Word Spy Blog

Where Were We?


With this edition of Word Spy’s Monday newsletter, I “hop” back into the swing of things to talk about bunnies, bros, snark, the “internet,” and the type of people who point out grammar errors. Absolutely no gobbledygook.

Words Spied

acroname n. A name that is the acronym of a longer name. [Deseret News]

bunny market n. A stock market with no discernible trend (i.e., one that “hops” around). [Wells Capital Management (PDF)]

double celling n. A form of isolated confinement in which two inmates are housed in a single cell. [The Marshall Project]

megaboard n. A massive billboard. [Spacing]

snarkenfreude n. Snide pleasure derived from the misfortune of others. (snark + schadenfreude) [Terrible Minds]

Word of the Week

grammo n. A grammatical error. (c.f. typo)

Less agreeable participants showed more sensitivity to grammos than participants high in agreeability, perhaps because less agreeable people are less tolerant of deviations from convention.
Julie E. Boland and Robin Queen, “If You’re House Is Still Available, Send Me an Email: Personality Influences Reactions to Written Errors in Email Messages, PLOS One, March 9, 2016

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“Less agreeable participants showed more sensitivity to grammos…”

Cruft* of the Week

bro-liferation n. The increased prevalence of young, aggrieved white men. [The New York Times]

* “Poorly built, possibly over-complex; generally unpleasant” —The Jargon File.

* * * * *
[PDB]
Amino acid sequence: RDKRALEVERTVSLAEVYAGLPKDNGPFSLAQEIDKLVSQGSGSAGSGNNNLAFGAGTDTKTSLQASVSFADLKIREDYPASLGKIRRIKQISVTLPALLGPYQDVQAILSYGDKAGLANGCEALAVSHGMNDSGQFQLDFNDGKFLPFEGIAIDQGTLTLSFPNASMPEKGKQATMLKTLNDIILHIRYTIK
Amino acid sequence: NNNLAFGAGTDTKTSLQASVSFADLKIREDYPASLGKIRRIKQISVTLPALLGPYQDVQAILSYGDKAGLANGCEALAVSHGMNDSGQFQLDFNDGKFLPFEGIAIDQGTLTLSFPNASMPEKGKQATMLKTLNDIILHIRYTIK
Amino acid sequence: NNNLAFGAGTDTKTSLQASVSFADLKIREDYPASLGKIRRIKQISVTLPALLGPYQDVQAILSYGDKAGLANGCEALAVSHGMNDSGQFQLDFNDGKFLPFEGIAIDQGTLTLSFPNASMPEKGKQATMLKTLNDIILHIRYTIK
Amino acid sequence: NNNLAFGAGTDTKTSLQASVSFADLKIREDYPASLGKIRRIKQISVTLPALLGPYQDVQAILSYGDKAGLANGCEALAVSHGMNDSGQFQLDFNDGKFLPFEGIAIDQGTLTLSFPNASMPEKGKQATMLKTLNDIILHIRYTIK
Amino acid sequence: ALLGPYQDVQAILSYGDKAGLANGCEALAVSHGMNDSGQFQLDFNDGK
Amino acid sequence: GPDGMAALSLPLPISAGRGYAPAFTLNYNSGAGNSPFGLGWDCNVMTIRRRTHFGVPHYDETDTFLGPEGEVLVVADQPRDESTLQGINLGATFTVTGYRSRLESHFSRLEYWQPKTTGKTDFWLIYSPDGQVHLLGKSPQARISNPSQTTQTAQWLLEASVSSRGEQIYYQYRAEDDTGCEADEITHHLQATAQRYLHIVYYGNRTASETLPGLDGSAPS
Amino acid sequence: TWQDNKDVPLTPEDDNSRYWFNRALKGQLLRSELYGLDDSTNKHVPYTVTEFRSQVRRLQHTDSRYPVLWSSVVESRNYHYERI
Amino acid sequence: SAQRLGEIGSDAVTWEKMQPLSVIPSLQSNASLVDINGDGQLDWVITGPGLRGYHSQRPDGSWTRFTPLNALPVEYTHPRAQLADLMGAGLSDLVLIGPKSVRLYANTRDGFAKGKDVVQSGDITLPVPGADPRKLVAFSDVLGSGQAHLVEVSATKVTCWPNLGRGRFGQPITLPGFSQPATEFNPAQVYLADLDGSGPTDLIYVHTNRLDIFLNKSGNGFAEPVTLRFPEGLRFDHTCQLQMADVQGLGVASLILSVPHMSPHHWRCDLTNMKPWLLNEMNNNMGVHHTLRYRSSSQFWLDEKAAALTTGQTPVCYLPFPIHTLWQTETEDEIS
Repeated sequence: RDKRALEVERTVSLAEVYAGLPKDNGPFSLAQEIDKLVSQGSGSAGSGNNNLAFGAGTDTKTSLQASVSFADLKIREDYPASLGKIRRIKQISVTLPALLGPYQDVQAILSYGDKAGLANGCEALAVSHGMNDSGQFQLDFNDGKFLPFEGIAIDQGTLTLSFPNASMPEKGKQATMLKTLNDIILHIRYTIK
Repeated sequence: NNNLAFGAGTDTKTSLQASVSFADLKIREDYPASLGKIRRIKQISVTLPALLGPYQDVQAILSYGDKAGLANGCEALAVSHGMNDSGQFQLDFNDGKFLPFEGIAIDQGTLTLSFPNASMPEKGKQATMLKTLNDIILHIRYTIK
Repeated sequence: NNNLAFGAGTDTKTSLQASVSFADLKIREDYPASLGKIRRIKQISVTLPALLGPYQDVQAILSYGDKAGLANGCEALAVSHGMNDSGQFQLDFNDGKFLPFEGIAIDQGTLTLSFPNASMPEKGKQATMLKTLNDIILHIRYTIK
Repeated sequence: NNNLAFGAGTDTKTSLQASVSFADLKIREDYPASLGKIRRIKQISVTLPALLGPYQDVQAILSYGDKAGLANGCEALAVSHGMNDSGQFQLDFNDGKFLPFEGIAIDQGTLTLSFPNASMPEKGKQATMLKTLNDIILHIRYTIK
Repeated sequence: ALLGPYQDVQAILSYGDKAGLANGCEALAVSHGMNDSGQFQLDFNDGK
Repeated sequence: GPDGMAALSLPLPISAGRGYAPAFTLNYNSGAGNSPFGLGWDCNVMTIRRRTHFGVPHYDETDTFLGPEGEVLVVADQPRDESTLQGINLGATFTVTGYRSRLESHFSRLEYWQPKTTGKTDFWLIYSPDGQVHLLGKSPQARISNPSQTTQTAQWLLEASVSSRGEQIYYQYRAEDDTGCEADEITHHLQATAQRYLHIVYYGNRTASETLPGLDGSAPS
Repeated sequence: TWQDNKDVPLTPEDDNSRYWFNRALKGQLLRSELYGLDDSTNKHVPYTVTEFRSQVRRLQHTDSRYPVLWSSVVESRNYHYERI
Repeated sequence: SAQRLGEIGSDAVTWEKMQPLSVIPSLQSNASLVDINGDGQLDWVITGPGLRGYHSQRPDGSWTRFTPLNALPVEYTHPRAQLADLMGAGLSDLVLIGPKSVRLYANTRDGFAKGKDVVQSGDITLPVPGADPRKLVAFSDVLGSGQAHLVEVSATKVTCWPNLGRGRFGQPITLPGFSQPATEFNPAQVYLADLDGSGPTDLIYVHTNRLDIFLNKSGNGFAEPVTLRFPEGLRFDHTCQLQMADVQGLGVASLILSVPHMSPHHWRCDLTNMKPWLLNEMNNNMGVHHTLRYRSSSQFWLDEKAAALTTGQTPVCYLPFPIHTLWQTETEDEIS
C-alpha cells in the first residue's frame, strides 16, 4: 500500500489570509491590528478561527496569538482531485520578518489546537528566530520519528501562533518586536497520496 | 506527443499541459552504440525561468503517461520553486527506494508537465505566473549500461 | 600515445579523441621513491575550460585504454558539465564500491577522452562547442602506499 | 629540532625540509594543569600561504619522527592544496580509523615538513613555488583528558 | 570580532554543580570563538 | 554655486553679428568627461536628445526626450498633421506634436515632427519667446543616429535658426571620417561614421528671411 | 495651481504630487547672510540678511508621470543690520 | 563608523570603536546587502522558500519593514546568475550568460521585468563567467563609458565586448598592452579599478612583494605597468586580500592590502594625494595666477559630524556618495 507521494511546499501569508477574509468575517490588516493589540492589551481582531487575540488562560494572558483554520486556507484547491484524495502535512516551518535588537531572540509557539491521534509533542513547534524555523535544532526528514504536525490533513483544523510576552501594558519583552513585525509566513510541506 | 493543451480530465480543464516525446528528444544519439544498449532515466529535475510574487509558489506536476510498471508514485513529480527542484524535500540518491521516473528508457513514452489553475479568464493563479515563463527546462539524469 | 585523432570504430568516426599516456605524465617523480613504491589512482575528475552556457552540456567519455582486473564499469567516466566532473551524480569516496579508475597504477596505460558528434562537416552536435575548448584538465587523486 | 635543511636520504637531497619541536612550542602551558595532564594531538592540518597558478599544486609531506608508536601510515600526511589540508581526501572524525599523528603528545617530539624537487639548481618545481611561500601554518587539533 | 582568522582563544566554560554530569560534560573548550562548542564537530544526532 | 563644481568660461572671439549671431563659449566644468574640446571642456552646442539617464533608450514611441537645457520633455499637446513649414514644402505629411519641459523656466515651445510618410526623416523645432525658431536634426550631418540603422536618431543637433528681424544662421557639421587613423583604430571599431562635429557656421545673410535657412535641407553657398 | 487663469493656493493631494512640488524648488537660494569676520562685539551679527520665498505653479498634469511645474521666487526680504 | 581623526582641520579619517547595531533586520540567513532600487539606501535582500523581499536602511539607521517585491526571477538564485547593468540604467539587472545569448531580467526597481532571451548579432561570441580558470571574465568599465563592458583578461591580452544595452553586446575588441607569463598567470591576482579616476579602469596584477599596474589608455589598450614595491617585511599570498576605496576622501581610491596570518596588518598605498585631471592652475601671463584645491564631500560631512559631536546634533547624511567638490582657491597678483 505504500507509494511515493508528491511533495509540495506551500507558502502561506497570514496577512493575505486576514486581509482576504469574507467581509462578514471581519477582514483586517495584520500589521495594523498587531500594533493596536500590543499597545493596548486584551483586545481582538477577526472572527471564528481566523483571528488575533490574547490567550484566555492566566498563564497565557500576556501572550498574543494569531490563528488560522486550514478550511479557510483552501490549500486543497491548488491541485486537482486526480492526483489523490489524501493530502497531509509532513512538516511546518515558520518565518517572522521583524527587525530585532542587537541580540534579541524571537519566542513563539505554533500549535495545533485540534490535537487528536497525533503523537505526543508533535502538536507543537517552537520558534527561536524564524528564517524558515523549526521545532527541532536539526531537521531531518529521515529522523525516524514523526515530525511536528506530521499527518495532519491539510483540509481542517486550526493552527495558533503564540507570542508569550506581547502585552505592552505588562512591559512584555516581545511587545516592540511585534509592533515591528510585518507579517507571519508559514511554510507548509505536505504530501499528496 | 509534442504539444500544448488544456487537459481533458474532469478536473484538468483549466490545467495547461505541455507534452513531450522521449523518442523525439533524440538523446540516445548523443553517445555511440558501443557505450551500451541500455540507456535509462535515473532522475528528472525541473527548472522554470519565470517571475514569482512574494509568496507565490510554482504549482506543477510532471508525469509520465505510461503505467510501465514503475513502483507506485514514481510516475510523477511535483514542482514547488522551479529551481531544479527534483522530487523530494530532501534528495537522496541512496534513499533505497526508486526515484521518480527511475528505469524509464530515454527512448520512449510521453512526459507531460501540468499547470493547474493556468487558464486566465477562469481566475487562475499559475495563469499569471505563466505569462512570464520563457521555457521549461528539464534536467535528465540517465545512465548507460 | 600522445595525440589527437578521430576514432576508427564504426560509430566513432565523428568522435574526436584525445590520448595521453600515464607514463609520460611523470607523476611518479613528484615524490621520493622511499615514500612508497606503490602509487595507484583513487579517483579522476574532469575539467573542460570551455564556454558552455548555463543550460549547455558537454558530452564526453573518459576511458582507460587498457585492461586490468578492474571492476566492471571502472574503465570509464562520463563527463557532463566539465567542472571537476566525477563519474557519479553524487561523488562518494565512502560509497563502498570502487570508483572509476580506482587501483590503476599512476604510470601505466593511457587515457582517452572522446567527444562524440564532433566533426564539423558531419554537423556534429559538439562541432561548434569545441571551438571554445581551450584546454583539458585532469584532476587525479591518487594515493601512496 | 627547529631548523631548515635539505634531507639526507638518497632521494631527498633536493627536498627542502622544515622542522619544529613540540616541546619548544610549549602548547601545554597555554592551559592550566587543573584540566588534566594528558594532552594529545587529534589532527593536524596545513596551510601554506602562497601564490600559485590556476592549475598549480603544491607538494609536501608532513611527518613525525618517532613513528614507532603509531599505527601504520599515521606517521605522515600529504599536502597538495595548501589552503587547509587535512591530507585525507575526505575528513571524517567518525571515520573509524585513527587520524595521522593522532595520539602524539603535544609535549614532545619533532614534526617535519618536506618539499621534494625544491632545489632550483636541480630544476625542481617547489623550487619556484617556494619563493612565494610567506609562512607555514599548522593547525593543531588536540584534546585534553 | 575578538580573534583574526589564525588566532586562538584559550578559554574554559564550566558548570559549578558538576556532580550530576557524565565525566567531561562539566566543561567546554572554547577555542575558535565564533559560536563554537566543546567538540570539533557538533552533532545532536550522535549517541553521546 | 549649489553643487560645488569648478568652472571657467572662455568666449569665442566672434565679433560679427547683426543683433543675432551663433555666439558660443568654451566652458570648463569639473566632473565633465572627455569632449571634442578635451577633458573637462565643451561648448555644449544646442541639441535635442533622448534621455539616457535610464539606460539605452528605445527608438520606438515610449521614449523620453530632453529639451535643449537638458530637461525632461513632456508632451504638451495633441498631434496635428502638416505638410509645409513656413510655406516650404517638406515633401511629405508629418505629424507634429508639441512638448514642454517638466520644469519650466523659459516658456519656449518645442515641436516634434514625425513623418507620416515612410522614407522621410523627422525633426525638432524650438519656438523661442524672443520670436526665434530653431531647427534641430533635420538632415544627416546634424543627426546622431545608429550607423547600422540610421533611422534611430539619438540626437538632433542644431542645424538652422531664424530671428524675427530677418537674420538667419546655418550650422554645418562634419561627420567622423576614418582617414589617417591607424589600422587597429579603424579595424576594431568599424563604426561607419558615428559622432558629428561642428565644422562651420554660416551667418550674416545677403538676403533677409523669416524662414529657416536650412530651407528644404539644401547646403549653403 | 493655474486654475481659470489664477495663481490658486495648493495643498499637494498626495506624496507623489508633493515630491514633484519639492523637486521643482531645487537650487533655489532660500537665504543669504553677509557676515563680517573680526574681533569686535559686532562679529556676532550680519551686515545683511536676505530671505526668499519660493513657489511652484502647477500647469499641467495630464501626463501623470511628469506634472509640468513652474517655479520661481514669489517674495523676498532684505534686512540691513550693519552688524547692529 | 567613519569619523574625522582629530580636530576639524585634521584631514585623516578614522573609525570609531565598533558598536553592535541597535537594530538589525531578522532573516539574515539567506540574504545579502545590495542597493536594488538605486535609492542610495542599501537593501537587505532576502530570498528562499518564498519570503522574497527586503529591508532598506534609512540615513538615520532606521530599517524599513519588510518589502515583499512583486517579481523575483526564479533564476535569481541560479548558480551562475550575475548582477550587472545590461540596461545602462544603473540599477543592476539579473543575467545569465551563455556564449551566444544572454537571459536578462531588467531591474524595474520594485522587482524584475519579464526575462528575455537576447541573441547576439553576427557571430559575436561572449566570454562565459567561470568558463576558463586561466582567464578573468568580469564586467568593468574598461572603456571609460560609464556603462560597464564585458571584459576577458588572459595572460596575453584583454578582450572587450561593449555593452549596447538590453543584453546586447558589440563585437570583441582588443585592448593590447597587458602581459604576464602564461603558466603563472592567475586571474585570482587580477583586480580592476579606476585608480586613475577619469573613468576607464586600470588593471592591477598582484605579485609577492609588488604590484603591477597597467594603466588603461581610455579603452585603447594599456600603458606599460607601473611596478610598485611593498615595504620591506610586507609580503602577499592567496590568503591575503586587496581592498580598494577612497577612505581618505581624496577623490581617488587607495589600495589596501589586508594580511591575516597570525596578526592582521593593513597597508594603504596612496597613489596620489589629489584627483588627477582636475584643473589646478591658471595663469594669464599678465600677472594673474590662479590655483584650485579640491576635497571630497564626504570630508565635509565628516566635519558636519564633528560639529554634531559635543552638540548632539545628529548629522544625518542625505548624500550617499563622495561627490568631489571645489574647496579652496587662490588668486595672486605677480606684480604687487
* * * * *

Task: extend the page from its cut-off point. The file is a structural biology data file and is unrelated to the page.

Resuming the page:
Internet vs. internet

It was a big deal (in certain circles, anyway) this past week when the AP Stylebook announced it would sanction the all-lowercase form of internet beginning June 1. The backlash was swift and furious (see, for example, the Slate article in the Quick Links, below), but this argument isn’t new. In fact, I wrote about it in IEEE Spectrum way back in 2004 when Wired magazine announced that it would be lowercasing internet. Here’s an excerpt from my column:

But then there’s the “distinct entity” argument: yes we’re all used to the Internet’s existence, but it still seems different somehow. Its not an amorphous quantity like the word television implies (as in, everything on television stinks); and its not a natural phenomenon, like the atmosphere. The Internet is a specific, man-made thing with a unique place in our world.

Ah, I hear you say, but so is the power grid, and nobody writes this phrase as Power Grid. True, but theres an always-on everywhereness to the power grid (recent blackouts notwithstanding), and this mainstream quality makes the all-lowercase spelling feel right. Maybe thats the meat of the matter. When (not if) the Internet becomes as ubiquitous and as unnoticeable and as mainstream as the power grid, perhaps then we’ll come naturally to writing internet.

Are we there yet? Let me know what you think.

Quick Links

A Million Little Boxes (FiveThirtyEight)

Forget being ‘ghosted’ — have you ever been Frankensteined? (The Guardian)

The AP Stylebook Will No Longer Capitalize Internet. What a Shame. (Slate)

The Great Transmogrification of Atoms to Bits (Me in IEEE Spectrum)

The Gobbledygook Memo: Rhodri Marsden’s Interesting Objects No.106 (The Independent)

Shrill voice of Oxford Dictionary shows grating gender bias (Sydney Morning Herald)

Quote, Words, Unquote

“When a term is so devastatingly apposite as gobbledygook, it walks unquestioned into the vocabulary.”
—Eric Partridge, Chamber of Horrors: A Glossary of Official Jargon Both English and American,  A. Deutsch, 1952